You look at this and there’s a lot going on here. People’s eyes are zooming around. The graph is all over the place. So in this case, I won’t describe why I’m choosing this chart type, but I would choose something else that looks like this. This is called a slope graph. A slope graph is an excellent chart choice for visualizing before and after change, or differences in cohorts of some kind. Like if you have like men versus women answering a study, a survey of some kind. Anything that compares to points where there’s change. This is a fantastic thing. On my blog, I actually have a detailed post on how to create one of these. So people think that if I choose the right chart, that solves the problem. No, because this is just data, but this is not actually a story.

That’s the distinction I want to make very, very clear. I’m going to show you the exact mechanics of what that story means to me specifically. There’s something called narrative arc and it’s this invisible structure that is in every well-told story. It is a rising and falling effect where there is a transformation that a hero undergoes under the guide of some sort of expert like Yoda or Mr. Miyagi. The arc looks like this and you don’t see it. You don’t do it this way in your PowerPoint. I want to make that distinction, but you’re starting here where this line is, or the audience is starting here. This is your business or project or test where it is today. This is where it’s called the exposition.

So here we meet the hero. Here he is and he’s walking along and life is okay. Life is just where it is, but there’s probably something missing. This is where you establish context for your analysis and past performance and maybe review KPIs. You’re literally setting the stage for your audience to understand where are we today.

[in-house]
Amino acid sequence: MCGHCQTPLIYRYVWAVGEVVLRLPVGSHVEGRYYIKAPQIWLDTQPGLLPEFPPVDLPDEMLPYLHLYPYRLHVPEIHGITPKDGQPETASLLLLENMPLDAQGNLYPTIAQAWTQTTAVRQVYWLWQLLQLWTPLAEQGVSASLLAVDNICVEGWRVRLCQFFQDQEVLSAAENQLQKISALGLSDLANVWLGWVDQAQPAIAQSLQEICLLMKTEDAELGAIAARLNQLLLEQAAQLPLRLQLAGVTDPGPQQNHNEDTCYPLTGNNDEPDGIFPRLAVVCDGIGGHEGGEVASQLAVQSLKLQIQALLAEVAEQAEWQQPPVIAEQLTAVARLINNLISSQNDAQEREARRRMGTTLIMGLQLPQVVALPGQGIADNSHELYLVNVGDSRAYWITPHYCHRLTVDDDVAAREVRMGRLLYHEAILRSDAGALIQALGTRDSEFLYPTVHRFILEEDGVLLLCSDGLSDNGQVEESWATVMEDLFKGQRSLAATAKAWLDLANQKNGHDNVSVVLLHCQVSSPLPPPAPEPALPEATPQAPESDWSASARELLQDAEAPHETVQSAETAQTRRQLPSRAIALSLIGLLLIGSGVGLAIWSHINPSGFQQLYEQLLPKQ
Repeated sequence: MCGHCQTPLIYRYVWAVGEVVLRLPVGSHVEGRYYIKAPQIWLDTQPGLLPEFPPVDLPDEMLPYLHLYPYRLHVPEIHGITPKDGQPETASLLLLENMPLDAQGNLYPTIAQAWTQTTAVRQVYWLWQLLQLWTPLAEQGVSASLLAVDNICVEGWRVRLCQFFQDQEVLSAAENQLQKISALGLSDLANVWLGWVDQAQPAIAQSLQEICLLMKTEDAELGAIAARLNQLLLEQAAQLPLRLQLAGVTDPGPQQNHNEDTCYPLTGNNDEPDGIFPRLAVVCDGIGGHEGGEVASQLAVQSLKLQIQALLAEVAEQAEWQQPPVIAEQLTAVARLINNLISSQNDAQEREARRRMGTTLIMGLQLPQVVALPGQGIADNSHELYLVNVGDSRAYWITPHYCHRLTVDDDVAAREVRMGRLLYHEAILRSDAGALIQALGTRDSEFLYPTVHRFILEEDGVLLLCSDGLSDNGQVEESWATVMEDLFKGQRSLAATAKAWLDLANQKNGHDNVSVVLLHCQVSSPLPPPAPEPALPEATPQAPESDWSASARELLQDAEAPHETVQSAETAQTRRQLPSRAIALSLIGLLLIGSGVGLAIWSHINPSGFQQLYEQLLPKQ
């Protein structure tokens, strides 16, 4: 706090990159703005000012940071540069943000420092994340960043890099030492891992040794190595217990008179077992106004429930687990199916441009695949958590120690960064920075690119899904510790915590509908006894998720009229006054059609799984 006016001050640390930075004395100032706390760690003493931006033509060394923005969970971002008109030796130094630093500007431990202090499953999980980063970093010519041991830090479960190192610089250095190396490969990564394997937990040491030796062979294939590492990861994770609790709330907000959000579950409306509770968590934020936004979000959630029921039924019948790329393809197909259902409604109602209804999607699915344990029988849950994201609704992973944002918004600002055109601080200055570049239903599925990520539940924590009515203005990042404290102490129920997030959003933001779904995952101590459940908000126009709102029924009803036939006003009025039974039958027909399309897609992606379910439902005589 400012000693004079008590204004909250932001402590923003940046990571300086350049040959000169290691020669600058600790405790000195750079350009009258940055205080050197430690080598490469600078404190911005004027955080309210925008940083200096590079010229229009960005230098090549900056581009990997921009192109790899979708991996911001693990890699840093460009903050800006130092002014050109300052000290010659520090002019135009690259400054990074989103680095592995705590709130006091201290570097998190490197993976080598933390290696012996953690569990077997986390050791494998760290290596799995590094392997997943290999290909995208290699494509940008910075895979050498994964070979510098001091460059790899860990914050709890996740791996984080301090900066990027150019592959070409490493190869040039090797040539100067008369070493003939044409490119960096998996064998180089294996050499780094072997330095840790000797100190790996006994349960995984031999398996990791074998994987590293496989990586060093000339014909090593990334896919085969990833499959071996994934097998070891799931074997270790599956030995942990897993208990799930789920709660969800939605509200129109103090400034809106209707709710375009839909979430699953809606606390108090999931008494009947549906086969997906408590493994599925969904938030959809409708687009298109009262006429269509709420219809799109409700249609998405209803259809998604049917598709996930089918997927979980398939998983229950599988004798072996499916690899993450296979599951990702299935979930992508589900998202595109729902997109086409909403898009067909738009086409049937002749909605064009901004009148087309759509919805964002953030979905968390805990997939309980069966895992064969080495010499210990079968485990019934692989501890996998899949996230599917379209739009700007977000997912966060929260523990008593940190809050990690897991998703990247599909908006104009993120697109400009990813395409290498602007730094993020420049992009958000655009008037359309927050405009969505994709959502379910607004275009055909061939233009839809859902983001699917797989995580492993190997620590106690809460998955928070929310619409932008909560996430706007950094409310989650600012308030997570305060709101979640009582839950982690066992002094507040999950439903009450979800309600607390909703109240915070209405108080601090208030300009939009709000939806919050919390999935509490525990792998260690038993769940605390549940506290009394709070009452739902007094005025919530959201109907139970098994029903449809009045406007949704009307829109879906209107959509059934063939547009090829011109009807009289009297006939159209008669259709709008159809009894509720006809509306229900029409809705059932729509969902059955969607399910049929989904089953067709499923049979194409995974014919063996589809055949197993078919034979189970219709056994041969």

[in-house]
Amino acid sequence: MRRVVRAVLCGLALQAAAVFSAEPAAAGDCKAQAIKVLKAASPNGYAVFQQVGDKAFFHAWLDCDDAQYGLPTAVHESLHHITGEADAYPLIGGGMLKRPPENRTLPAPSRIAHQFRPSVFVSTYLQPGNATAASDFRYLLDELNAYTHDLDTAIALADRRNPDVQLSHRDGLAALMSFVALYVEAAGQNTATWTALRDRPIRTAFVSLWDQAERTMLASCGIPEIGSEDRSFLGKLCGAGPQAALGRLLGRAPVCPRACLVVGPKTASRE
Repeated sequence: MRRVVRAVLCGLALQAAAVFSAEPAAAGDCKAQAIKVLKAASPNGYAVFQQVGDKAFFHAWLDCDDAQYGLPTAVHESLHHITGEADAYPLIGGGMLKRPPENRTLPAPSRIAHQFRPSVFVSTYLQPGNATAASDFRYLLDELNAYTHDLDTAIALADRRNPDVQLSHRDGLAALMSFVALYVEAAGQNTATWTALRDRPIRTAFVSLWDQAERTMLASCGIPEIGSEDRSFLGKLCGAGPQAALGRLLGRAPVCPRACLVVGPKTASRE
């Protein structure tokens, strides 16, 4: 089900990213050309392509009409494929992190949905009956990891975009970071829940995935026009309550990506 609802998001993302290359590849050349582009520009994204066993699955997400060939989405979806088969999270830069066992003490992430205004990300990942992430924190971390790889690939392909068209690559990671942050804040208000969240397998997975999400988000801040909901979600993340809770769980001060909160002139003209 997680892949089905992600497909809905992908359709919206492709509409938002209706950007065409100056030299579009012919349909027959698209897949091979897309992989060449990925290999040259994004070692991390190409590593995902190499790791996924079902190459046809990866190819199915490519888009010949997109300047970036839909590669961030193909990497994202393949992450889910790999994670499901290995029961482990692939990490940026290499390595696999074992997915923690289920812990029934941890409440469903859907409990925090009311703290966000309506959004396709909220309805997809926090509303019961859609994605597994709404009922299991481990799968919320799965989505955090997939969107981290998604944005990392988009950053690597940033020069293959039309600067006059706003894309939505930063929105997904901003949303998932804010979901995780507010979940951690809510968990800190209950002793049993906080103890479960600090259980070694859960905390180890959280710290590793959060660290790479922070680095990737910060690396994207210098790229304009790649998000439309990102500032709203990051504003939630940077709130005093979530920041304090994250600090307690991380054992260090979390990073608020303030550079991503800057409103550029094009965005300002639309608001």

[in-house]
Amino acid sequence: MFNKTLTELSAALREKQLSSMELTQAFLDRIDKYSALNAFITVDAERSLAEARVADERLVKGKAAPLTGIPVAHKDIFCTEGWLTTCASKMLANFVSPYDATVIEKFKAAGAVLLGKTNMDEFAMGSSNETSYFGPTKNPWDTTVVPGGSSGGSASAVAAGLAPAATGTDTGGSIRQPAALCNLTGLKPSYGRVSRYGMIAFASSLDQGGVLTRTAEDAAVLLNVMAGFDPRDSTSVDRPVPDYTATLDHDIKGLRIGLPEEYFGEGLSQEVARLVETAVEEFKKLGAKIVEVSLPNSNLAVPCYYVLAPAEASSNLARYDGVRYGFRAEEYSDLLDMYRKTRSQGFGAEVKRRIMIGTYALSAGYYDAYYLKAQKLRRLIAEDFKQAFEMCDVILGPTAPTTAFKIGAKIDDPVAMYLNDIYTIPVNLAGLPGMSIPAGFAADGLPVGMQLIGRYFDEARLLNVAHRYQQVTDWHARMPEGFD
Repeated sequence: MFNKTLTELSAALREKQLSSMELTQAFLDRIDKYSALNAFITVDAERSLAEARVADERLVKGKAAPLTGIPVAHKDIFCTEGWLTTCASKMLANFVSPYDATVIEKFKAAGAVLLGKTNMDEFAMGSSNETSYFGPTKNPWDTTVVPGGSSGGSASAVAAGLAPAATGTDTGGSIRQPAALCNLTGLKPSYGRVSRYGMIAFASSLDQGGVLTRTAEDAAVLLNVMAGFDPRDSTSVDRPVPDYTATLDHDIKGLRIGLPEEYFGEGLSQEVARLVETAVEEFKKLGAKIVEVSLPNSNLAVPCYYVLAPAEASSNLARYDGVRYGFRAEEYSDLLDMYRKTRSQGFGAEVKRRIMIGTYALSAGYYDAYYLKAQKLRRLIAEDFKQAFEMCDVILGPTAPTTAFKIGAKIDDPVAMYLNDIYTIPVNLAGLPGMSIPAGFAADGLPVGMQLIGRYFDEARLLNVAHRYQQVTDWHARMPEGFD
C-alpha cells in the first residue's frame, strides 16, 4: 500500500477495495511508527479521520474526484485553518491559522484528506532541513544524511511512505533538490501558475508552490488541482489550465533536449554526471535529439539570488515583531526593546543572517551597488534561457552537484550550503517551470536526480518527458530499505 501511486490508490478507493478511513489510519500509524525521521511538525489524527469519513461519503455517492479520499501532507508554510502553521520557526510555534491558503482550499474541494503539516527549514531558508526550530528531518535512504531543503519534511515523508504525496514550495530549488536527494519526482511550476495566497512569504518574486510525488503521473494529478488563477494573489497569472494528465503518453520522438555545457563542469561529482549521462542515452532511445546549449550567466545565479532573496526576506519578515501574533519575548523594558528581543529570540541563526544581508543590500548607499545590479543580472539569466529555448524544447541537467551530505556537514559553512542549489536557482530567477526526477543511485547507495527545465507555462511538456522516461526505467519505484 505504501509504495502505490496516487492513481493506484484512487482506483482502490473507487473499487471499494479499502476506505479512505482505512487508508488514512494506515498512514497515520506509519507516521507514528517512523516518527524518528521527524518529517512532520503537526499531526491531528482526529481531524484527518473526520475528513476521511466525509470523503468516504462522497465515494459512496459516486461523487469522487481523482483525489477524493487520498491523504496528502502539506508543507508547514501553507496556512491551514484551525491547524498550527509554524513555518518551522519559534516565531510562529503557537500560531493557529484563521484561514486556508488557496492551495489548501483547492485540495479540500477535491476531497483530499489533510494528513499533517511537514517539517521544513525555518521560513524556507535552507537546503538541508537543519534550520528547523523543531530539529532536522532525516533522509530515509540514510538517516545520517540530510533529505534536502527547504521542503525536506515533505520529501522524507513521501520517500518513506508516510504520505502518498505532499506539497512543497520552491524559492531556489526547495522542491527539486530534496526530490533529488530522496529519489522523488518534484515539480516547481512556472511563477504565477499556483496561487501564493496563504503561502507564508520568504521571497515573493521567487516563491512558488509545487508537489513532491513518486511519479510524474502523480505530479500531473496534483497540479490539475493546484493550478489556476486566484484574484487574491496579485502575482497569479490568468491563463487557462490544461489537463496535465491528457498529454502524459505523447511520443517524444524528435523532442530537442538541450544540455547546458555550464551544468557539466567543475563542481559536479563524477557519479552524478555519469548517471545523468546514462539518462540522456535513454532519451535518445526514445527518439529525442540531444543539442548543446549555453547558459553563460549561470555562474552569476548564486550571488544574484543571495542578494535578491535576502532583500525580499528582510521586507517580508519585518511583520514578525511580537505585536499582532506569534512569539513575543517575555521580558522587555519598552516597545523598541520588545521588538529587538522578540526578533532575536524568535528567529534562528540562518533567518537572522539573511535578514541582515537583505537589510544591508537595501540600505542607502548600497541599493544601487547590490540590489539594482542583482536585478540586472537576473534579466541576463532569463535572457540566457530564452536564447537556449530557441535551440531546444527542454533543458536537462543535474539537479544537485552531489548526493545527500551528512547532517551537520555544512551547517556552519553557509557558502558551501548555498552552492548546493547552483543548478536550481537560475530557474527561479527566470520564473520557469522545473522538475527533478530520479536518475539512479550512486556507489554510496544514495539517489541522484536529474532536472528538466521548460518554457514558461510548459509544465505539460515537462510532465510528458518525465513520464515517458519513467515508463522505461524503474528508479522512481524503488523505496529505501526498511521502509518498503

Then the next part is called rising action. Things are starting to get interesting. You’re starting to reveal your first insights that these are questions that they might have asked that they don’t know the answer to yet. You’re giving them that information, but you’re hinting that there’s something that you might have surprised you or that something they’re afraid of would happen might be happening. You’re kind of weighing on these pressure points of where are people invested in that story? So as you’re building your insights and you lead up to something where you really want to inspire a change.

That’s when you build the climax. Things are very precarious right now. If you don’t take any action – this or this, or our abandonment is really high, or something that is going to weigh on the emotions, or our customer satisfaction is down and we think it’s because of this. And if we don’t take action, this is what we might lose. You want to agitate that problem to the point where the audience has to know the solution to this, or they’re going to leave very uncomfortable.

That’s when you begin the falling action. This is where you go through methodically. “Don’t worry, we have a whole set of recommendations. We have a plan for you. We’ve thought this through. These are what we’re recommending. This is how we should go about it. These are the folks I would probably make the most sense to do it.”

And then finally you have your resolution. You walk out of that meeting not having completed the story loop. That’s for the next meeting. But you walk out with a plan that alleviates the concern that the story has created by giving everyone a roadmap of exactly where to go next – to provide a resolution to that problem. Now, I don’t know about you, but I don’t see this arc in most of the corporate presentations that I see. Definitely none of the ones that I used to do. So I’d love to show you if I can how that would translate to a data scenario.